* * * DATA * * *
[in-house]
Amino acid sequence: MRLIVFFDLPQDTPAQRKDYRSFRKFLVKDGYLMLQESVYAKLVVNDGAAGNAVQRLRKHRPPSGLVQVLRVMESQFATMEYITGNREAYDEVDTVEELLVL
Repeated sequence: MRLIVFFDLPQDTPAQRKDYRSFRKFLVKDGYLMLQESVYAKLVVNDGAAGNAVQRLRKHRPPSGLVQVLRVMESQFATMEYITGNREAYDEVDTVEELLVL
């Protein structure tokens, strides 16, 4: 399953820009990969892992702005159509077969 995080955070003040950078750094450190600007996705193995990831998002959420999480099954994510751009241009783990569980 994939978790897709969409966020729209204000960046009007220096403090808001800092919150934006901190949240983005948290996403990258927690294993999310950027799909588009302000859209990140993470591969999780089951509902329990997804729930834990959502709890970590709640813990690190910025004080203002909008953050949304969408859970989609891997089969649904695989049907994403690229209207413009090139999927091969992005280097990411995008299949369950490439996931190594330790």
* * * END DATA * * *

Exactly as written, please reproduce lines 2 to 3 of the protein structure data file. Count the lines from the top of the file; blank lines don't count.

Amino acid sequence: MRLIVFFDLPQDTPAQRKDYRSFRKFLVKDGYLMLQESVYAKLVVNDGAAGNAVQRLRKHRPPSGLVQVLRVMESQFATMEYITGNREAYDEVDTVEELLVL
Repeated sequence: MRLIVFFDLPQDTPAQRKDYRSFRKFLVKDGYLMLQESVYAKLVVNDGAAGNAVQRLRKHRPPSGLVQVLRVMESQFATMEYITGNREAYDEVDTVEELLVL